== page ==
@DougPolkPoker 5-10 NLH Live w/ 50K Bankroll buyin up to 2K. What should your buyin be? Do you need 100K BR to buyin in 2K or stick with 1K?
— Carlos Colon Jr. (@carlosjr24) 16 de agosto de 2016
Summary of Doug’s Answer: Normally it’s ok to play cash games with only a 30 buy-in bankroll if you think you have a good edge. But in general, if you are moving up in stakes, 40 to 50 buy ins is much more advisable. This is especially if you play for a living. This way you have some time to adjust to the new games and if it goes really bad then you can move back down.
For $5/$10 specifically, 100k is a huge bankroll and 50k is obviously a fifty buy in bankroll. With $50k, buy in for about $1k to $1.5k. Why? Because people play with far deeper stacks and a lot of the times pots can get pretty big. So $1k buy in is good, as you move up to 100k you can play around with $1.5k or 1.75k up to a 2k.
It’s a good spot to be conservative so not to put yourself in tough bankroll spots.
Always remember to send in your questions as soon as the Q&A segment is announced for the best chance at getting your question answered.
Breaking the Rules (and Paying for it)
During the action, Doug wondered out loud about the names for different hands. Someone in the chat told him that sevens are referred to as ‘walking sticks’, something that he still can’t believe.
Katie, Doug’s girlfriend who pops in and out of the stream, suggested ‘axes’ instead. Poker tradition aside, ‘axes’ seems like a much better name?
After two hours of playing the same four tables, a $3 tournament caught Doug’s eye.
He had 42 buy ins for this tournament. Not totally advisable, but not completely irresponsible bankroll management either.
‘‘Here is the question’’, he told the stream, ‘‘is it better to play something you are not completely rolled up for but you know you have a big edge in or something you are completely rolled up for but you don’t have as big of an edge?’’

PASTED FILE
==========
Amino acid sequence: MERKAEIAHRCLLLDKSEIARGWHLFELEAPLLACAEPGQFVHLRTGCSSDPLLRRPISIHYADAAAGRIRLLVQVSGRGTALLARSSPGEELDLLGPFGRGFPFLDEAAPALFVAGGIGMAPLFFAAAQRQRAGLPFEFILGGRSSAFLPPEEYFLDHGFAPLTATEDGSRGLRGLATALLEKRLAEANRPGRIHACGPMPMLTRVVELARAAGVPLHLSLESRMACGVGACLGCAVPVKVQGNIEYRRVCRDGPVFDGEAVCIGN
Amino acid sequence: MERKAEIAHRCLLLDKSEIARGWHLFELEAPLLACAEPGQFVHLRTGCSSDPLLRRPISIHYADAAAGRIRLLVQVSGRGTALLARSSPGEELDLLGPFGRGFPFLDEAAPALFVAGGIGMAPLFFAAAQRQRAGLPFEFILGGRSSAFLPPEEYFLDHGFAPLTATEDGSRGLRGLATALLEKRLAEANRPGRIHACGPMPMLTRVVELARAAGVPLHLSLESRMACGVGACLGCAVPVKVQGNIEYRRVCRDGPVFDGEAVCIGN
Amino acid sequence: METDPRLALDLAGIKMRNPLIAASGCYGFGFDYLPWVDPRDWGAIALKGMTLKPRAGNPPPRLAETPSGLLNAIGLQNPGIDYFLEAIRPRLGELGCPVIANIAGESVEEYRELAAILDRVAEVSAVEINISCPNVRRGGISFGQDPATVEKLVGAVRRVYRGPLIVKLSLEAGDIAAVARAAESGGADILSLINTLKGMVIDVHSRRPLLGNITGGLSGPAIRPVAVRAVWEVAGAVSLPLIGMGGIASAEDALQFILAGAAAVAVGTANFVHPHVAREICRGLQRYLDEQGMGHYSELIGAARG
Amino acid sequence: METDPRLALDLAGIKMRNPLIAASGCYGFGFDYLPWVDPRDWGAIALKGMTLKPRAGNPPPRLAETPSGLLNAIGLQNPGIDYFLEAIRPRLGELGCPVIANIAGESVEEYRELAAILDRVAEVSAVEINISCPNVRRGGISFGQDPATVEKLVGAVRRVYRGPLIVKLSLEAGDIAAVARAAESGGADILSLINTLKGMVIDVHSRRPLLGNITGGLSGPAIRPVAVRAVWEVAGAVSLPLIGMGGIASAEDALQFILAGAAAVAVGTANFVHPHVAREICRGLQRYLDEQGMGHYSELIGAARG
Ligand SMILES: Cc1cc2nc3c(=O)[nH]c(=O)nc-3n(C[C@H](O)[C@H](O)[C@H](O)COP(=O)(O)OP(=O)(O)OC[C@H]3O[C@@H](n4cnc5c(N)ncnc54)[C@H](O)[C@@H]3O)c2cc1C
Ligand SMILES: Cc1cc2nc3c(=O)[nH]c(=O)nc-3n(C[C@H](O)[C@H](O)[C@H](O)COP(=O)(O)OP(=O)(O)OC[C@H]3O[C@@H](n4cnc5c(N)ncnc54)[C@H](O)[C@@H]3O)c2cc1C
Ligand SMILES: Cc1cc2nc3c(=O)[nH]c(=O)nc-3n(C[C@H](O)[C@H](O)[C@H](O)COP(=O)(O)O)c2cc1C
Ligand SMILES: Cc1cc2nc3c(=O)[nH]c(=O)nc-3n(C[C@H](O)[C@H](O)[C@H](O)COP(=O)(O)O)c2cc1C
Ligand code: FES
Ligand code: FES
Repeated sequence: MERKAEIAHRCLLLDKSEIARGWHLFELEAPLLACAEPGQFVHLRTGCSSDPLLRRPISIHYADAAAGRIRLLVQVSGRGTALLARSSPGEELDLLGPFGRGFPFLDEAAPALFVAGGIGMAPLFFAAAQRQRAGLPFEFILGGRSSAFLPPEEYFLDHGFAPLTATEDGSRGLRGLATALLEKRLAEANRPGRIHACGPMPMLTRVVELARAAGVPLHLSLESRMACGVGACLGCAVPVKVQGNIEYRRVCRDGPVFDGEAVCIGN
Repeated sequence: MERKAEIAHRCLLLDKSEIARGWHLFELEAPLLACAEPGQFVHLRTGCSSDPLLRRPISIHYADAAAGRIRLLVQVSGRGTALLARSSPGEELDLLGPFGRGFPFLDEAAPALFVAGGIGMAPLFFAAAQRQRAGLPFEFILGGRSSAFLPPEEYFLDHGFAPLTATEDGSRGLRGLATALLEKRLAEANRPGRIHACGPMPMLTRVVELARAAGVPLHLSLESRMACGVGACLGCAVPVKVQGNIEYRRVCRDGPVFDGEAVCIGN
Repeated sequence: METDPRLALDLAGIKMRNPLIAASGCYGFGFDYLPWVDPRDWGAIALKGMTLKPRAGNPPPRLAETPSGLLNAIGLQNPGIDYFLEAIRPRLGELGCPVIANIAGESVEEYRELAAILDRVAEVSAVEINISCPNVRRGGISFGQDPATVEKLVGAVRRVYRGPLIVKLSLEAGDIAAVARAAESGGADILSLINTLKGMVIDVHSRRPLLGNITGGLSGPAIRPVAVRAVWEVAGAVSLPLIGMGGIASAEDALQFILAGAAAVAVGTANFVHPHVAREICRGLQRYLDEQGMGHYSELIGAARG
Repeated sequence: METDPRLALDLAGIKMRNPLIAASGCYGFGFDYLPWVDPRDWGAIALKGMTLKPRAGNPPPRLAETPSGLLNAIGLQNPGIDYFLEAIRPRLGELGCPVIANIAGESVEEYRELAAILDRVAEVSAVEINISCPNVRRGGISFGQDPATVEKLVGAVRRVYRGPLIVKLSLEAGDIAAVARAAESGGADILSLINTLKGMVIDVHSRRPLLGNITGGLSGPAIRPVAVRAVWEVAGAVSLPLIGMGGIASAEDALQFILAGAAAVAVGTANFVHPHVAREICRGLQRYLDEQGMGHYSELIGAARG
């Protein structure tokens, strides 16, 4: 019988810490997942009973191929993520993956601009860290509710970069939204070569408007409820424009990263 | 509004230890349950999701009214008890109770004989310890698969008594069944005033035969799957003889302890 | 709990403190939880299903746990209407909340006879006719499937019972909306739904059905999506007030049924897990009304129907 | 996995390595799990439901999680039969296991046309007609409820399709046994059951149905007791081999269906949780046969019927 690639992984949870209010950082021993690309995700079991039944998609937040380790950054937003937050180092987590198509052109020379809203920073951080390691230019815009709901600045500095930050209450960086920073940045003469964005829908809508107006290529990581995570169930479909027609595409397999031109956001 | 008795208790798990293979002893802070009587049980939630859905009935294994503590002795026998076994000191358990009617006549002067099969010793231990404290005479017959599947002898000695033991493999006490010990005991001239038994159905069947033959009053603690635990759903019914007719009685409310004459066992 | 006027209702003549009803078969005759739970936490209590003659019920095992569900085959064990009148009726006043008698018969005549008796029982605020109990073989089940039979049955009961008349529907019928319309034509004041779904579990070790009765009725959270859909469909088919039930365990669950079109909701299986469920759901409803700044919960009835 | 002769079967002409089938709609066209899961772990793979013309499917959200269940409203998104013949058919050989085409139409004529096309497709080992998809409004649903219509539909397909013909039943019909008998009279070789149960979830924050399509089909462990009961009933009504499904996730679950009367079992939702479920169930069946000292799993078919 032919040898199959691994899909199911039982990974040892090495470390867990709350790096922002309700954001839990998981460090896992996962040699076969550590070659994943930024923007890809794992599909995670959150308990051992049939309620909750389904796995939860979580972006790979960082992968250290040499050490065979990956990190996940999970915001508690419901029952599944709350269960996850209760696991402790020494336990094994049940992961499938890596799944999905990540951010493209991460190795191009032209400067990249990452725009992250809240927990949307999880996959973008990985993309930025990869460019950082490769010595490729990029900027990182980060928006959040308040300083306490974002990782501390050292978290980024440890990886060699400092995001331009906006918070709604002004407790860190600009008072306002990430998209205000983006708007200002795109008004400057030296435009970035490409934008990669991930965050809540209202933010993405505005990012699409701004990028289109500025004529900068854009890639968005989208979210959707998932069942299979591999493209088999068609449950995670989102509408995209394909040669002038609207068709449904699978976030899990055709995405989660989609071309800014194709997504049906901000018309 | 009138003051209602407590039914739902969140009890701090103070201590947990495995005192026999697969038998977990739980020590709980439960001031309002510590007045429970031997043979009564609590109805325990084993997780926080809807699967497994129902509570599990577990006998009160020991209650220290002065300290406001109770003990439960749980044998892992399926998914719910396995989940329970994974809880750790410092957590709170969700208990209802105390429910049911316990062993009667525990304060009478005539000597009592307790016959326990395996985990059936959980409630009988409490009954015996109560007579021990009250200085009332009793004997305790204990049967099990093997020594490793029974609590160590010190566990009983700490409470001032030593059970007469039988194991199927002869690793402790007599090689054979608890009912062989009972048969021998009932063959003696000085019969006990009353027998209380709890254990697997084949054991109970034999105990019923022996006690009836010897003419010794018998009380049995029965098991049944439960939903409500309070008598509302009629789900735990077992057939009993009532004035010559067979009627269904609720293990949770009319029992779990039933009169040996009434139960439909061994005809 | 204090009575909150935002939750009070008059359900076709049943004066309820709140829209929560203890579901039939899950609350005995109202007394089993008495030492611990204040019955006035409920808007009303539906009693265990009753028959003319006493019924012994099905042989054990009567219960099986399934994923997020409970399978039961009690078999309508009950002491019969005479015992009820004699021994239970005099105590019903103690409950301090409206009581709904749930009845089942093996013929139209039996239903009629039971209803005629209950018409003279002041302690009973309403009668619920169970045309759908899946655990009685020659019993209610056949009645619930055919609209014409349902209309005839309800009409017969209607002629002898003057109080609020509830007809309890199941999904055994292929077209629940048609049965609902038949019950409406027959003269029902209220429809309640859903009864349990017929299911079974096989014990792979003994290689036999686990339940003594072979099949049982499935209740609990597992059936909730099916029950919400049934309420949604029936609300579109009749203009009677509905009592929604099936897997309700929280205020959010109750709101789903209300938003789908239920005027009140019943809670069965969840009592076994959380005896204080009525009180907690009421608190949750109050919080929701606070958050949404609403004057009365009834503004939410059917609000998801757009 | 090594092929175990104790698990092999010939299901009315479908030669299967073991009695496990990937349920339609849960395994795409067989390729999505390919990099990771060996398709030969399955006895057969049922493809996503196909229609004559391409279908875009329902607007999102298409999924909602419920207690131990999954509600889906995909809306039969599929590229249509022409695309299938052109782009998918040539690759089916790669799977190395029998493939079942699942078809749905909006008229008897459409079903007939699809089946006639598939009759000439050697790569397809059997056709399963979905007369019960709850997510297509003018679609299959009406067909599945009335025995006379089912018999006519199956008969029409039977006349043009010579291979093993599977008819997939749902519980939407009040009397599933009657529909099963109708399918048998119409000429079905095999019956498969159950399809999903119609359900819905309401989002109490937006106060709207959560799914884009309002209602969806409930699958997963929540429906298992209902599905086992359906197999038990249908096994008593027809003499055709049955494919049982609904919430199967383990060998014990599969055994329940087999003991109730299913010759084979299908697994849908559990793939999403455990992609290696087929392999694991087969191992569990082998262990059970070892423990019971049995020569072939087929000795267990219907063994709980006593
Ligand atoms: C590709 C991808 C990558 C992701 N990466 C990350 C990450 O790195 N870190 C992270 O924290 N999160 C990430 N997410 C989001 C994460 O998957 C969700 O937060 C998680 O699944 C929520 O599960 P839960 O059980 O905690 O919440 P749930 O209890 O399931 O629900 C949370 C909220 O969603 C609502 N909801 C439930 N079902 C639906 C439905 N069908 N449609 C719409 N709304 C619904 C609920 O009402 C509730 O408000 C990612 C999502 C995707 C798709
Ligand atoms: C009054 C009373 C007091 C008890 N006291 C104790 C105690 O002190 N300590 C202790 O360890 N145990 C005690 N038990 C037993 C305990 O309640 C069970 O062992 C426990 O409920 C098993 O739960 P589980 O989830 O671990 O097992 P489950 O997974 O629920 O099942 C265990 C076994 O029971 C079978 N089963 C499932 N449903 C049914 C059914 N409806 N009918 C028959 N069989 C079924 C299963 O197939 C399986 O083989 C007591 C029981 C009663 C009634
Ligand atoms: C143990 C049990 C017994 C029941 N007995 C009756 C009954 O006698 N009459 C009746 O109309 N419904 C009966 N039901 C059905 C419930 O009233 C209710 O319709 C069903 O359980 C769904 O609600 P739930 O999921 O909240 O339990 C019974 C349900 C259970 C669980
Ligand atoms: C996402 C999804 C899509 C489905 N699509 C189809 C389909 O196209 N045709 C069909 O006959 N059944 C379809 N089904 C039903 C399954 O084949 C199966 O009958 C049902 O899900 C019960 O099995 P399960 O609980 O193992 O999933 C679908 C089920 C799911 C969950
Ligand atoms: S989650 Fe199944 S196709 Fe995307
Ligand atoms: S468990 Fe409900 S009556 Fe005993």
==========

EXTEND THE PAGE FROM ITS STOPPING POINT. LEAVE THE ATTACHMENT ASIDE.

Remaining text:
After thinking out loud for about five minutes, he talked himself into registering and changed the name of the Twitch stream to ‘’Taking a huge shot!’’.
He also decided to play a $1 tournament and a $100 freeroll instead of the two NL2 cash games he had been playing. After debating it with the stream, he decided not to try and sell some action.
Three and a half hours into the stream, the bankroll was now down to $117. It has certainly seen worse days, but it’s not going in the direction Doug hoped.
Two hours later, Doug busted the $3 out of the money, but took the chip lead into the final table of two small $1 tournaments. He would need a strong finish in these tournaments or a good showing in cash games to do anything more than break even on the day.
The Painful Grind Back to Profit
Half an hour later, he had entered heads up in one of the $1 tournaments for $16.
For the final hand of the $1 tournament, Doug shipped all-in with QQ into his opponent’s AJs. An ace fell on the flop and Doug took second.
An hour before the end of the stream, the bankroll was almost even for the day with a $126. Doug decided to finish up the stream with an hour of NL4 tables, being done with tournaments for the day.
Little by little, Doug managed to work the bankroll up to $136 for a total profit of $7 on the day.
(Serious about improving your poker game? Check out the Upswing Lab! Doug Polk and Ryan Fee collaborated on this A to Z poker training course and the great reviews keep rolling in!)